(2023) ‘Context in Translation and Interpreting Studies’

in Jesús Romero-Trillo (ed.) The Cambridge Handbook of Language in Context, London & New York: Cambridge University Press, 371-392.

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This chapter explores how scholarly thinking on context has informed research and disciplinary discourses in translation and interpreting studies. It begins with an historical overview of the contribution that linguistics made to the emergence, development and consolidation of translation and interpreting studies as a self-standing discipline between the late 1940s and the late 1980s. Since the early 1990s, previous theorizations of translation and interpreting as forms of mediation positing the essential determinacy of meaning have been superseded by a range of academic perspectives that study how translators and interpreters exercise their professional judgement in context. These range from cognitive approaches exploring how participants in each communicative encounter come to share and make use of a given set of contextual assumptions, to conceptions of context as a field of power play where participants’ identities are dynamically negotiated. This exploration is illustrated with examples from different domains of translation and interpreting research to foreground the breadth of theoretical and methodological orientations that converge within the discipline.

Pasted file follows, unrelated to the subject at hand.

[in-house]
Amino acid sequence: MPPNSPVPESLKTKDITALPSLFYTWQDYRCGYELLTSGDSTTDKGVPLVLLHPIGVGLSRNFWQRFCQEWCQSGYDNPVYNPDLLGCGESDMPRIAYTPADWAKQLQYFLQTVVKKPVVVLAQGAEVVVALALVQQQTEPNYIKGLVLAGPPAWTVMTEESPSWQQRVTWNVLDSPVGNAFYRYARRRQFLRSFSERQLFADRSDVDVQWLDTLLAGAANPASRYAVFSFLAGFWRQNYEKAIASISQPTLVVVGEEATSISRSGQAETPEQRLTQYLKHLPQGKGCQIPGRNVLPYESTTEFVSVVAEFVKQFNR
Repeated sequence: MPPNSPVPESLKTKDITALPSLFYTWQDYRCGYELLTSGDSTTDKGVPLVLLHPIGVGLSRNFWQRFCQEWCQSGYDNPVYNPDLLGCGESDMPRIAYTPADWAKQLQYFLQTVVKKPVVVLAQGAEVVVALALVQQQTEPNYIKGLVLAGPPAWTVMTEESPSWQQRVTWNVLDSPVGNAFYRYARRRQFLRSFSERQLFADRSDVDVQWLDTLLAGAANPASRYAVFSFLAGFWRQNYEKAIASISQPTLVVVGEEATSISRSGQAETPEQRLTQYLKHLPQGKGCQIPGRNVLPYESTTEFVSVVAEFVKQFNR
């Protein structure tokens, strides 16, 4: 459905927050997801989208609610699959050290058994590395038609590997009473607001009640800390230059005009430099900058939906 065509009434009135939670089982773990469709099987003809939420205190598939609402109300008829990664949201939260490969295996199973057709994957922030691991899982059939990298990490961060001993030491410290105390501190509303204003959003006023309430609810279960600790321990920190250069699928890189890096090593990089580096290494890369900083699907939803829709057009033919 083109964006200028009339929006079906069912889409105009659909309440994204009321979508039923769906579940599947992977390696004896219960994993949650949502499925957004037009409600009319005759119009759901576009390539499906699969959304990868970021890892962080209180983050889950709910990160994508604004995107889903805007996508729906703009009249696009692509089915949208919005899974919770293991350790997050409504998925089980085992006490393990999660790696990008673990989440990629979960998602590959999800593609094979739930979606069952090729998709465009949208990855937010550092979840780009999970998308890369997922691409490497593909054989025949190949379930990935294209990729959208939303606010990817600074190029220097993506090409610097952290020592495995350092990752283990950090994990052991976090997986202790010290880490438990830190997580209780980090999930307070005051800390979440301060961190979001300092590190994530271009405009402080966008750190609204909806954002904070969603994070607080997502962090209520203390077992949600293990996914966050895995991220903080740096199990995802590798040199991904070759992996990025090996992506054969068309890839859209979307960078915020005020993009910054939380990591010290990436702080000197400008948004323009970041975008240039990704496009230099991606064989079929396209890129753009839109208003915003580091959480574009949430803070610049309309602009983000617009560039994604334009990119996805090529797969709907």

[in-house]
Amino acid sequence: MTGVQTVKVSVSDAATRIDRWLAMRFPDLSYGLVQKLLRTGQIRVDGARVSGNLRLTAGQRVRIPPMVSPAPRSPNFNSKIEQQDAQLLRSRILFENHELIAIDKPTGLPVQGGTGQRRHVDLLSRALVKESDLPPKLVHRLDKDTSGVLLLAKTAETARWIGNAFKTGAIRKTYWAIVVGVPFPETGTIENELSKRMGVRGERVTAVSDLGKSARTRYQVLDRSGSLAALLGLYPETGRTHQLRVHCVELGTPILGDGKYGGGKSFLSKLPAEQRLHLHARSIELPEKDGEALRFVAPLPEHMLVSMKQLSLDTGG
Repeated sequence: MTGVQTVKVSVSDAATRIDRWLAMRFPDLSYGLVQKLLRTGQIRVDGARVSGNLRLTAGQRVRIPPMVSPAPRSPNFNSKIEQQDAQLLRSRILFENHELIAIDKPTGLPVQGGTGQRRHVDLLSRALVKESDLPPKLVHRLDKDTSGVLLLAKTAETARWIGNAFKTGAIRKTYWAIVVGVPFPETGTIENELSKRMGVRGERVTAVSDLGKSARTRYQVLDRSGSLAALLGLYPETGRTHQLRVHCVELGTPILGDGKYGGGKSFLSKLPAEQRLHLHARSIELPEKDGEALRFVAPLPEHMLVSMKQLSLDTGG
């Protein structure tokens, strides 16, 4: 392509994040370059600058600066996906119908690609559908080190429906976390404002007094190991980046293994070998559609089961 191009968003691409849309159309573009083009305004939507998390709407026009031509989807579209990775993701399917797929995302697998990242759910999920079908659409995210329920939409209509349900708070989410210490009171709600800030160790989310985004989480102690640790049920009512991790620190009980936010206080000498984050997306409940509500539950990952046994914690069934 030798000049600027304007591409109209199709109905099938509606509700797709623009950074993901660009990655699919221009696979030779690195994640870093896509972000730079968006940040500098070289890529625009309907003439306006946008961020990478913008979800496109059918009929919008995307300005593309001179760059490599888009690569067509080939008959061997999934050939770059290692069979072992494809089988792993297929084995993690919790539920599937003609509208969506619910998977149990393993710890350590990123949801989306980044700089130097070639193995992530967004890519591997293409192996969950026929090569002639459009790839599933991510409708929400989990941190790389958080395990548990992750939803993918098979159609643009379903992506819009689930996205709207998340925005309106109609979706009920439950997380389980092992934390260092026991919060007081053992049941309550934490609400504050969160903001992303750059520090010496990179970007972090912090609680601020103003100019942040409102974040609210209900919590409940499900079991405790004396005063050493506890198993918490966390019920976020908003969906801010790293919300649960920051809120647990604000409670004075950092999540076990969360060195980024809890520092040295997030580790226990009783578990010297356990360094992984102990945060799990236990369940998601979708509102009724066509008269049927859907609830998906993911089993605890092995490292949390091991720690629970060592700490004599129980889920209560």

Keywords: translation studies, social perspectives on context, cognitive perspectives on context, static perspectives on context, dynamic perspectives on context, neutral perspectives on context, power-sensitive perspectives on context